Tennessee, Civil War Service Records of Confederate Soldiers - FamilySearch Historical Records
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Tennessee, Civil War Service Records of Confederate Soldiers, 1861-1865
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|Flag of the United States of America|
|Civil War flag 1861 (33 stars)|
|National Archives and Records Administration Logo|
|Record Type||Compiled Service Records|
|Record Group||RG 109: War Department Collection of Confederate Records|
|Microfilm Publication||M268. Compile Service Records of Confederate Soldiers who Served in Organizations from the State of Tennessee. 359 rolls.|
|National Archives Identifier||586957438|
|National Archives and Records Administration|
- 1 What is in This Collection?
- 2 What Can These Records Tell Me?
- 3 Collection Content
- 4 How Do I Search This Collection?
- 5 What Do I Do Next?
- 6 Known Issues
- 7 Citing This Collection
- 8 How Can I Contribute to the FamilySearch Wiki?
What is in This Collection?
The collection consists of Confederate service records of soldiers who served in organizations from Tennessee. The records cover the years 1861 to 1865. The records include abstracts of entries relating to the soldier as found in the following original records:
- Muster rolls
- Appointment books
- Hospital registers
- Union prison registers and rolls
- Parole rolls
- Inspection reports
For each military unit the service records are arranged alphabetically by the soldier's surname. The Military Unit field may also display the surname range (A-G) as found on the microfilm. This collection is a part of RG 109, War Department Collection of Confederate Records and is National Archive Microfilm Publication M268. Index courtesy of Fold3.
Service records were kept for each soldier. Those records, or their abstracts, were compiled into individual files. Each envelope/jacket contains information and cross references to original records relating to the soldier.
The information in this index is quite reliable. However, keep in mind that even though this index is very accurate it still may contain inaccuracies, such as altered spellings or misinterpretations.
The records are in individual files which usually include the following:
- A jacket-envelope for each soldier, labeled with his name, his rank, and the unit in which he served
- A card (or cards) with abstracts of entries from original muster rolls, returns, rosters, payrolls, appointment books, hospital registers, Union prison registers and rolls, parole rolls, and inspection reports
- The originals of any papers relating only to the particular soldier
Whenever possible FamilySearch makes images and indexes available for all users. However, rights to view these data are limited by contract and subject to change. Because of this there may be limitations on where and how images and indexes are available or who can see them. Please be aware some collections consist only of partial information indexed from the records and do not contain any images.
For additional information about image restrictions see Restrictions for Viewing Images in FamilySearch Historical Record Collections.
What Can These Records Tell Me?
Each file usually lists:
- Soldier’s full name and rank
- Company and regiment/legion in which served
- Date and place where mustered into service and by whom
- Age (often estimated)
- Length of time to be serve
- Type of records in file
- NARA publication number, title, and roll number
How Do I Search This Collection?
Before searching this collection, it is helpful to know:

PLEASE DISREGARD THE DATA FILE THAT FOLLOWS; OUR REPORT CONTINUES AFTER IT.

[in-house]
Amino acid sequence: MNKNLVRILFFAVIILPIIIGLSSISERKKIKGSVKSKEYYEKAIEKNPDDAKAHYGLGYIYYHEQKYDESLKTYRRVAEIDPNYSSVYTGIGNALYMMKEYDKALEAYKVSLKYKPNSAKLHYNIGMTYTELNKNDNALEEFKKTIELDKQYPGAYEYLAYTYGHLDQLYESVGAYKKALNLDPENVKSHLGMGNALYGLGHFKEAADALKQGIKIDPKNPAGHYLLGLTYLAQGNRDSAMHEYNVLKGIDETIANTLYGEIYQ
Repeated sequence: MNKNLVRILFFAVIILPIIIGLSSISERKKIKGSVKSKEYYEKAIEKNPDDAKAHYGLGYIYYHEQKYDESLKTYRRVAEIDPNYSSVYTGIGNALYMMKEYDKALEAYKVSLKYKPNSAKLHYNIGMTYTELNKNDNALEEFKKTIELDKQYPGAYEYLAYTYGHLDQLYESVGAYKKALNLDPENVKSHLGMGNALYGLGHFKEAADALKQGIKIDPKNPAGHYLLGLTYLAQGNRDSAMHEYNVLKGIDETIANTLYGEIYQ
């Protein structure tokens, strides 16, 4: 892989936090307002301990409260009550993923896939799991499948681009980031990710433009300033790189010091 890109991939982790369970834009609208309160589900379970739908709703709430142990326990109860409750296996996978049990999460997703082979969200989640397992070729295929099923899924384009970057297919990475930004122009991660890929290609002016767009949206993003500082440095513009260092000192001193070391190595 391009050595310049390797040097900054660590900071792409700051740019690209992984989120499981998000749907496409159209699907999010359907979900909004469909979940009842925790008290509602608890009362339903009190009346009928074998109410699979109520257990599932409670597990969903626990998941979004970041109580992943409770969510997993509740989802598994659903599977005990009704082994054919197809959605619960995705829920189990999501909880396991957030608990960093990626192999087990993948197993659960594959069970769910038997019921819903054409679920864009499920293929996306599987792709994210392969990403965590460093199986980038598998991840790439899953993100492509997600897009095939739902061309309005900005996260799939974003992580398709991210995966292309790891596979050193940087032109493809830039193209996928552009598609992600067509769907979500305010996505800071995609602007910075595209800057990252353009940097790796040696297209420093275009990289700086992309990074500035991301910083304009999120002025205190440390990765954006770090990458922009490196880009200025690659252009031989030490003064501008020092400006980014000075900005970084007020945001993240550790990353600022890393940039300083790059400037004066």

- The name of your ancestor
- The approximate age of your ancestor
- The company or regiment in which your ancestor served
Search the IndexSearch by name on the Collection Details Page.
- Fill in the search boxes in the Search Collection section with the information you know
- Click Search to show possible matches
How Do I Analyze the Results?
Compare each result from your search with what you know to determine if there is a match. This may require viewing multiple records or images. Keep track of your research in a research log.
What Do I Do Next?
When you have located your ancestor’s service record, carefully evaluate each piece of information given. These pieces of information may give you new biographical details that can lead you to other records about your ancestors. Add this new information to your records of each family.
I Found the Person I Was Looking For, What Now?
- Use the estimated age to calculate a birth date
- Use the age and location of the military unit to find the soldier’s family in census, church, and land records
- Continue to search the index and records to identify children, siblings, parents, and other relatives who may have served in the same unit or a nearby unit
- When looking for a person who had a common name, look at all the entries for the name
I Can't Find the Person I'm Looking For, What Now?
- Look for variant spellings of the names. You should also look for alias names, nicknames and abbreviated names
- Search the records of nearby military units.and localities
The following articles will help you in your research for your family in the state of Tennessee.
- Tennessee Guided Research
- Tennessee Record Finder
- Research Tips and Strategies
- Step-by-Step Research
- US Military Basic Search Strategies
- Beginning Research in United States Military Records
- Beginning United States Civil War Research
- Locating a Confederate Civil War Soldier (1861–1865)
Citing This Collection
Citations help you keep track of places you have searched and sources you have found. Identifying your sources helps others find the records you used.
The citation for this collection can be found on the Collection Details Page in the section Citing this Collection.
When looking at a record, the citation can be viewed by clicking the drop-down arrow next to Document Information.
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